• Reflecting meaning (paraphrase)
  • Reflecting emotions
  • Using eye contact
  • Providing non-distracting environment
  • Behaviors that hinder effective listening
  • Acting distracted
  • Telling your own story without acknowledging
    theirs first
  • No response
  • Invalidating response, put downs
  • Interrupting
  • Criticizing
  • Judging

15
Exercise - Listening
  • 1. Who are the people its easiest to listen to?
  • 2. What is it about these people that makes it
    easier to listen to them?
  • 3. Who are the people you listen to least?
  • 4. What is it about them that makes it difficult
    to listen to them?

16
Obstacles to Effective Communication
  • Assumptions
  • Fears
  • Reluctance to confront
  • Ridicule, rejection, fear of being wrong
  • Authority relationships
  • Unmanaged stress
  • Corporate culture

17
Payoffs to Effective Communication
  • A more professional image
  • Improved self-confidence
  • Improved relationships
  • Less stress
  • Greater acceptance of yourself and others

18
Communication Worksheet
  • 1. Identify a communication problem you have
    experienced with an employee
  • 2. Identify your contribution to the problem
  • 3. Identify the steps you could take to
    effectively resolve the problem

19
Writing Skills
Unlike the oral presentation of ideas, the
written presentation of ideas is governed by some
very specific rules. Each of us writes in an
individual style which we have developed over
the years. We are not trying to change that
style, but merely suggesting the guidelines
below. These suggestions will help you edit and
criticize your own (and others) written material.
  • 1. Proofread aloud everything going out. By
    reading aloud, your ear will catch mistakes your
    eye misses.
  • 2. Make no assumptions. The ideas you are
    presenting must be explained in full to be
    understood. PEOPLE READ ONLY WHAT IS ON THE
    PAGE.
  • 3. Do not lecture. Write only what must be
    understood to make the proper decision or
    choice.
  • 4. Rough draft all important letters and reports.
    Check them for content, sequential development
    of ideas, and conciseness.
  • 5. Always put yourself in the other persons
    shoes and ask yourself, Would I want to read
    this letter or report? Why? Does it say
    something of value and real importance to me?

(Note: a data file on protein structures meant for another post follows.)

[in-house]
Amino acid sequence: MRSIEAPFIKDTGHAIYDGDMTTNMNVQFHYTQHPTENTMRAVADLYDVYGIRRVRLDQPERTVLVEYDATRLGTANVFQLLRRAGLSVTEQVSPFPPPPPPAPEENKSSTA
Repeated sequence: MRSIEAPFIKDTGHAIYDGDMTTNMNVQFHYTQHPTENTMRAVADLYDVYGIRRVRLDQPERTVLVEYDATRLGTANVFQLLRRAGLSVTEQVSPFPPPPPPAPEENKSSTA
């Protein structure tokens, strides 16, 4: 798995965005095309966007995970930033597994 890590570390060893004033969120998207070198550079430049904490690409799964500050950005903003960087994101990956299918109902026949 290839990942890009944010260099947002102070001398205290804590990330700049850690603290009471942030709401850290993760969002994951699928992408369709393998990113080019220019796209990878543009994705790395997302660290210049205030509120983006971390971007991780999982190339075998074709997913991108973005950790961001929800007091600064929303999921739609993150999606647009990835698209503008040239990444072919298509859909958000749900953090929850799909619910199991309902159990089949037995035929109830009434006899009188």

• 6. Many people are too busy to read carefully.
    Be sure your ideas are clear and easy to follow.
    As a general rule, the most effective manner in
    which to develop an idea is
  • Concept è Benefit Example è Data
  • This method leads your reader to the conclusion
    you want because the conclusion is already
    clearly stated as the concept (hypothesis). Your
    examples and data are support for the
    conclusion.
  • 7. Define all terms and eliminate vague
    pronouns. These two traps cause more problems in
    writing than any other set of conditions.
  • 8. Grammar, punctuation, and spelling should be
    perfect. Use a dictionary -- either a good
    unabridged volume or the spelling checker
    version on your computer.
  • 9. Plan your time to allow for proofreading and
    correcting. When your success depends upon the
    quality of your letters and reports, there are no
    excuses for ineptitude. There is no substitute
    for EXCELLENCE!

20
Training Evaluation for Communication Skills--M
gr
Trainers Name ________________________
Date/Time ________________ Company __________
___________________ Location
_________________ Please circle your responses
and make comments or suggestions below.
Very Little Excellent Good Good Value Po
or 1. What is your OVERALL opinion of this cou
rse? 5 4 3 2 1 2. The course MATERIALS were 5
4 3 2 1 3. The course ACTIVITIES were 5 4 3 2
1 4. The instructors PRESENTATIONof the informa
tion was 5 4 3 2 1 5. The instructors KNOWLEDG
E of the the subject was 5 4 3 2 1
6. Would you recommend this training to
co-workers? YES NO
What did you feel was the most useful?
What did you feel was the least useful?
What other training programs would you like to
attend?
Comments, questions and concerns
Program..PPT p. 1 Rev. 05/10/00